A young bobcat captured and collared by researchers a day before a wildfire that burned from Ventura County to the Malibu coast has given birth to four kittens.
Biologists recently found the bobcat's den in dense vegetation in a large residential backyard in Thousand Oaks, officials with the Santa Monica Mountains National Recreation Area said Friday. While their mother was away, the biologists weighed, measured and tagged one male and three female kittens, all about four weeks old.
An average litter size is less than three kittens.
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Their mother, B-362, was tagged the day before the start of last year's Woolsey Fire, which destroyed 1,600 structures and left three people dead.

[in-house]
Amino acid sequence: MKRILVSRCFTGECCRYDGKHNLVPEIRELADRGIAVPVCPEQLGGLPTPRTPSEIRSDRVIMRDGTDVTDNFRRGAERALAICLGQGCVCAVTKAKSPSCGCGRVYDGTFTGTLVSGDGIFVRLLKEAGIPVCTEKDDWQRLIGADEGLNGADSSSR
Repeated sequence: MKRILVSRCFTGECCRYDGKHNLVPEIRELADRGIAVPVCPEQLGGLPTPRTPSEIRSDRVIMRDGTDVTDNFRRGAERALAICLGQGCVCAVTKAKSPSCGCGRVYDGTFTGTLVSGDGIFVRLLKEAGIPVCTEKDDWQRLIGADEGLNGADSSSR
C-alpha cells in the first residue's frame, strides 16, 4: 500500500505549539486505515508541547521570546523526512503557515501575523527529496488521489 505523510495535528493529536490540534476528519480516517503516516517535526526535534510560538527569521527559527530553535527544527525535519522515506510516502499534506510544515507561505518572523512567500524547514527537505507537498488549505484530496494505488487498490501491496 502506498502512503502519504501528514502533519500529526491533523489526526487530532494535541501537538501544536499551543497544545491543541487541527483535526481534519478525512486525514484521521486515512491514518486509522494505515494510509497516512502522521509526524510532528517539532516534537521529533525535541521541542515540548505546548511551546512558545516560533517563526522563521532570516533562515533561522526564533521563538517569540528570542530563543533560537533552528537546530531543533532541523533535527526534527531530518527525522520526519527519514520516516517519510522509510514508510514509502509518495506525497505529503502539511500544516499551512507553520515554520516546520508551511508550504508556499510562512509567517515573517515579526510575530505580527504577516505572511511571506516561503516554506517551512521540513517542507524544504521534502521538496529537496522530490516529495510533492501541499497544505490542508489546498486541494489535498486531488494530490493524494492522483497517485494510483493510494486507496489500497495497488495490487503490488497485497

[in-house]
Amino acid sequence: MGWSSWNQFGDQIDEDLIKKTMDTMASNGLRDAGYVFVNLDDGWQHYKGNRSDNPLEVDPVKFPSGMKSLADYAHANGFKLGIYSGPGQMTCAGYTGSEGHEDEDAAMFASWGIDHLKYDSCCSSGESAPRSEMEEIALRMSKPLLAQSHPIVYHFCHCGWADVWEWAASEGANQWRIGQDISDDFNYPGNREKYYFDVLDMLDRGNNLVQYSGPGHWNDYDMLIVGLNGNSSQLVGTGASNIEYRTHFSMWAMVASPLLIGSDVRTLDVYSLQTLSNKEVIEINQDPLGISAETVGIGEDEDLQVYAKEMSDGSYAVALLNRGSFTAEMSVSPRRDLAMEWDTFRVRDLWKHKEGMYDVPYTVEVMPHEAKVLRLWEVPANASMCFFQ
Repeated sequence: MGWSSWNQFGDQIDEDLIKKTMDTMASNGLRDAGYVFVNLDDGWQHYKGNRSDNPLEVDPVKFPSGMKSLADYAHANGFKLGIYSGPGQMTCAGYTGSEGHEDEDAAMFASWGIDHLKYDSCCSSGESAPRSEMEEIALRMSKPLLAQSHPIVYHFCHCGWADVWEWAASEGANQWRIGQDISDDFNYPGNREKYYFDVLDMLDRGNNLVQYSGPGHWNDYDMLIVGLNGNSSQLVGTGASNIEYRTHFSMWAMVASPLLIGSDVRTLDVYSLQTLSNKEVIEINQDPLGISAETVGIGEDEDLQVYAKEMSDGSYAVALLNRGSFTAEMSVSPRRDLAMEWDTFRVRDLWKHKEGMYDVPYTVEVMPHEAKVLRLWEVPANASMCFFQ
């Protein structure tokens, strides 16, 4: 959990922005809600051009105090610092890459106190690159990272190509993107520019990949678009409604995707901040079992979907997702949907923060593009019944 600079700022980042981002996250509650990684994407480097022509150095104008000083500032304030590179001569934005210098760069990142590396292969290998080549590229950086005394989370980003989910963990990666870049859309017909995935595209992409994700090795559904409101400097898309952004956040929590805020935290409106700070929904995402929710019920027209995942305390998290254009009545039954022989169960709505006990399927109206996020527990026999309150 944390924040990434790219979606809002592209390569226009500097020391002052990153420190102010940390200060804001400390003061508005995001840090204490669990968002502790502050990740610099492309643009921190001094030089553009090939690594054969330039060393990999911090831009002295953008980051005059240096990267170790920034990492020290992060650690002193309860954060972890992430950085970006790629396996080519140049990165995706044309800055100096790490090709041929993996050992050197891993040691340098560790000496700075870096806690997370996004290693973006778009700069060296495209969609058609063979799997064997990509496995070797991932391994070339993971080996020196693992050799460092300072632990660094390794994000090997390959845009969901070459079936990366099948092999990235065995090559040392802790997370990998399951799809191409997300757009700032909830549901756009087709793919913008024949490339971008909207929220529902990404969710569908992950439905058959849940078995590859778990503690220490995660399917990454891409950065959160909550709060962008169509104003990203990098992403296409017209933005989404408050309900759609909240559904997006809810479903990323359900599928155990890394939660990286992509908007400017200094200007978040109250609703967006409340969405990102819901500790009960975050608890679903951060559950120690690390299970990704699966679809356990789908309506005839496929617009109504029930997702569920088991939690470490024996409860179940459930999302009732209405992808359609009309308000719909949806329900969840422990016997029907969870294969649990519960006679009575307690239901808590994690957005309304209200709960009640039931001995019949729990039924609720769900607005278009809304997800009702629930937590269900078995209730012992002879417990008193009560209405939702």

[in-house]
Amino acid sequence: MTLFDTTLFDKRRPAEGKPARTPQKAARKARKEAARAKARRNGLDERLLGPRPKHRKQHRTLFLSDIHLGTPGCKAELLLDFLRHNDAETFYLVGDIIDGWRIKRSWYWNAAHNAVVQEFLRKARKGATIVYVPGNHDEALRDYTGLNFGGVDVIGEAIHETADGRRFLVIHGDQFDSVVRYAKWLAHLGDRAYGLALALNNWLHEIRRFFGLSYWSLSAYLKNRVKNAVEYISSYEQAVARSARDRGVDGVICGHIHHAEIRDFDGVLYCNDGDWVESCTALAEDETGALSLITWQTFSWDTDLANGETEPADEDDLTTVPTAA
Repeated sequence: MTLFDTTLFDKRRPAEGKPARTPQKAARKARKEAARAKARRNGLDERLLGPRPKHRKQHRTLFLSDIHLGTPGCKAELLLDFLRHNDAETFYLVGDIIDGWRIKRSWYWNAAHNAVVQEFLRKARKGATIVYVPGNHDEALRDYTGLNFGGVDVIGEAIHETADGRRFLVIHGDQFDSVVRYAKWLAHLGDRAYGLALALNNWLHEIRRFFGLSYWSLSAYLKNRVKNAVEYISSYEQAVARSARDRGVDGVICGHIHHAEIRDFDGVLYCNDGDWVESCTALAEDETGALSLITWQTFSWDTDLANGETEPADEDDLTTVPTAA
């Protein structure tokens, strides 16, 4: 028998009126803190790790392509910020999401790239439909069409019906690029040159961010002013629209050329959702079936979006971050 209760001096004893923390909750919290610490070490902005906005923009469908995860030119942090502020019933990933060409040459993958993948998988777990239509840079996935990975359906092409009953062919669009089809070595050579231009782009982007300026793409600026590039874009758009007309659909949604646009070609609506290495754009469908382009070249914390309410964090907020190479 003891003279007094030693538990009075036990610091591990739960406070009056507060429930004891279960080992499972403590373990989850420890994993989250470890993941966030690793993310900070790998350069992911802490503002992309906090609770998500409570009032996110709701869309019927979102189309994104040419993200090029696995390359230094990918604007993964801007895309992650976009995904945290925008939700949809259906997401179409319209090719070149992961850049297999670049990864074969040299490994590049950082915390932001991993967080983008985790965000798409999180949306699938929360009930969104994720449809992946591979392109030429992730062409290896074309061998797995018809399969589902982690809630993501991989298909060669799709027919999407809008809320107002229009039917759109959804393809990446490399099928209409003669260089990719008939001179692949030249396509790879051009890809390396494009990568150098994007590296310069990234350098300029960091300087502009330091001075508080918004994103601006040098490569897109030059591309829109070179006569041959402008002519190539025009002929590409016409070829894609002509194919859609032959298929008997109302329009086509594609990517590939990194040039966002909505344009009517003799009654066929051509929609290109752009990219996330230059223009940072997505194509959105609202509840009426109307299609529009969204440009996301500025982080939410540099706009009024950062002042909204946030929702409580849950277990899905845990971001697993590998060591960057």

Biologist Joanne Moriarty said in a statement that it's been a stressful time for wildlife, "but we're happy to see her thriving."
"This cat first had to deal with her habitat getting completely burned in the fire and then finding a new home in an unburned area," Moriarty said. "She chose a den in thick brush where she could keep her kittens safe."
The mother was first captured in an open space area owned by the Conejo Open Space Conservation Agency. That area burned in the fire, forcing B-362 to relocate.
Another female bobcat being studied has remained in the burn area but hasn't reproduced. It's not likely B-360 will reproduce this year.
Bobcat kittens typically stay in the den in which they're born for four to five weeks. After 12 weeks, they often go hunting with Mom, who generally cares for them until they're about 11 months old.
Last month, a male bobcat known as B-361 was killed by a car in Calabasas, the second most common cause of death among the population after mange, according to the National Park Service.